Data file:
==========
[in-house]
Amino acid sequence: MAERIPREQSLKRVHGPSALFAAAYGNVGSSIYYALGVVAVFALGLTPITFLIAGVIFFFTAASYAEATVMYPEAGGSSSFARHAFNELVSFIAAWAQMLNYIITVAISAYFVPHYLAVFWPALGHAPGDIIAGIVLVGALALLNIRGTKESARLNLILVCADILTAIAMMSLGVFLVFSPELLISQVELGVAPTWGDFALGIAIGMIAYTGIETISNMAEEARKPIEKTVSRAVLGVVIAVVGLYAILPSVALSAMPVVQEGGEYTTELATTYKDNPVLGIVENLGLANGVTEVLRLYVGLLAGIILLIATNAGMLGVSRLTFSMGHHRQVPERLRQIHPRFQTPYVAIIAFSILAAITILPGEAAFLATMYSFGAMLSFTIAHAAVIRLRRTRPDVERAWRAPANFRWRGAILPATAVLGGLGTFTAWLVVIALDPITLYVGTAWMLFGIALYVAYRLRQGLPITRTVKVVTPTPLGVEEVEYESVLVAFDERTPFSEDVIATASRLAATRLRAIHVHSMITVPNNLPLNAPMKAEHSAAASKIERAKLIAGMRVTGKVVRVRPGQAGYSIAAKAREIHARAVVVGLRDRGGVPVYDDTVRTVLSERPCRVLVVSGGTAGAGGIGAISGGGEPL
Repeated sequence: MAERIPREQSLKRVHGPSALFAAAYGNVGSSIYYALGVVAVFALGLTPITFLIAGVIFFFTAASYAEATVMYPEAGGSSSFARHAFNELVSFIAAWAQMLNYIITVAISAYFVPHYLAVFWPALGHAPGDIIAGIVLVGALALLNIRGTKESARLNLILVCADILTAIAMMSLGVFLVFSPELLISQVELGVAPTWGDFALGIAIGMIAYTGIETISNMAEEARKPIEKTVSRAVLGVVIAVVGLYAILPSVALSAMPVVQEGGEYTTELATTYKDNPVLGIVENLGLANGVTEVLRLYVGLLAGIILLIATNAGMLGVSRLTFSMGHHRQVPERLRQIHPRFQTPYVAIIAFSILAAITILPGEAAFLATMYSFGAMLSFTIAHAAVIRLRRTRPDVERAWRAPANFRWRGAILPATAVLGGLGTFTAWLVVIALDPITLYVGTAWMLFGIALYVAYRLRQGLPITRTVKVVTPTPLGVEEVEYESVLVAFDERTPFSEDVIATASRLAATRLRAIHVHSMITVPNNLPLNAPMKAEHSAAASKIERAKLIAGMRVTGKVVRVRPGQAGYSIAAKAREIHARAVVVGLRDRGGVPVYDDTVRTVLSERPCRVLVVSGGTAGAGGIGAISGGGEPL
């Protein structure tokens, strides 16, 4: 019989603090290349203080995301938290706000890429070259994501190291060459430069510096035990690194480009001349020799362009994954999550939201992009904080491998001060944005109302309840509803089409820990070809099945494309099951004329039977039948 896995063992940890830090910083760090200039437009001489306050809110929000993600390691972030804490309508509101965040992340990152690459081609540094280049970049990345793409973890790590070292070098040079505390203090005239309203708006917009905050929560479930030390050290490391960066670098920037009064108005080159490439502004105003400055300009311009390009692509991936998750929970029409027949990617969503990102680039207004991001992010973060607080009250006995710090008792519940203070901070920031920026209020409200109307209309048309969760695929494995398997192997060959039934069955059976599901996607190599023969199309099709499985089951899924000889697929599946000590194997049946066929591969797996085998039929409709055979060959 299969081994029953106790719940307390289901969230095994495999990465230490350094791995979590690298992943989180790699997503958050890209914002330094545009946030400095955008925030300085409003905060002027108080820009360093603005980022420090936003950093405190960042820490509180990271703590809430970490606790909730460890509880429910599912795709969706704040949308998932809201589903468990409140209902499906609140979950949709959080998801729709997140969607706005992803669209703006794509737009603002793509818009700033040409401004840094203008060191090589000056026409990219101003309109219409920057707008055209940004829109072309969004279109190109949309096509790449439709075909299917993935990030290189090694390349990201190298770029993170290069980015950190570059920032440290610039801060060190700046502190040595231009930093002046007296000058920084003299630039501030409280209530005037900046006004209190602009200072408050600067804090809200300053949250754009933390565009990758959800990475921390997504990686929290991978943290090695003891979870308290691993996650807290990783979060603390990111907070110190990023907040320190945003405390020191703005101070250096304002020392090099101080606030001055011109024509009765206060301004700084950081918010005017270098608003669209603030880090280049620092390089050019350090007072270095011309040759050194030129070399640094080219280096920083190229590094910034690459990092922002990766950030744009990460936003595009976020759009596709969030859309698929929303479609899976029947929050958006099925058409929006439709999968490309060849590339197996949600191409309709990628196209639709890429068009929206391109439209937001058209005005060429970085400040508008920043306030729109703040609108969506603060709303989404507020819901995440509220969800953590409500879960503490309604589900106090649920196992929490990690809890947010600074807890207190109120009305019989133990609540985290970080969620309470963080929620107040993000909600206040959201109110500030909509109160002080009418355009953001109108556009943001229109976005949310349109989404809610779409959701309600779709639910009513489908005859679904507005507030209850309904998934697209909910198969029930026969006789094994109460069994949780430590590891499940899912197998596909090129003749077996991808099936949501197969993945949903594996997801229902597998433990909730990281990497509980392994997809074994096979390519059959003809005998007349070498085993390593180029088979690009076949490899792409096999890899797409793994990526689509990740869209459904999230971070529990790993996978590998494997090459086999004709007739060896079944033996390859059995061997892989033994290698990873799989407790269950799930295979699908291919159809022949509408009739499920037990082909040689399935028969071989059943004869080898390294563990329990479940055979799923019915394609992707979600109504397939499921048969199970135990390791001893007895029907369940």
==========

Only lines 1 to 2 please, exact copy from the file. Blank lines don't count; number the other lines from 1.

[in-house]
Amino acid sequence: MAERIPREQSLKRVHGPSALFAAAYGNVGSSIYYALGVVAVFALGLTPITFLIAGVIFFFTAASYAEATVMYPEAGGSSSFARHAFNELVSFIAAWAQMLNYIITVAISAYFVPHYLAVFWPALGHAPGDIIAGIVLVGALALLNIRGTKESARLNLILVCADILTAIAMMSLGVFLVFSPELLISQVELGVAPTWGDFALGIAIGMIAYTGIETISNMAEEARKPIEKTVSRAVLGVVIAVVGLYAILPSVALSAMPVVQEGGEYTTELATTYKDNPVLGIVENLGLANGVTEVLRLYVGLLAGIILLIATNAGMLGVSRLTFSMGHHRQVPERLRQIHPRFQTPYVAIIAFSILAAITILPGEAAFLATMYSFGAMLSFTIAHAAVIRLRRTRPDVERAWRAPANFRWRGAILPATAVLGGLGTFTAWLVVIALDPITLYVGTAWMLFGIALYVAYRLRQGLPITRTVKVVTPTPLGVEEVEYESVLVAFDERTPFSEDVIATASRLAATRLRAIHVHSMITVPNNLPLNAPMKAEHSAAASKIERAKLIAGMRVTGKVVRVRPGQAGYSIAAKAREIHARAVVVGLRDRGGVPVYDDTVRTVLSERPCRVLVVSGGTAGAGGIGAISGGGEPL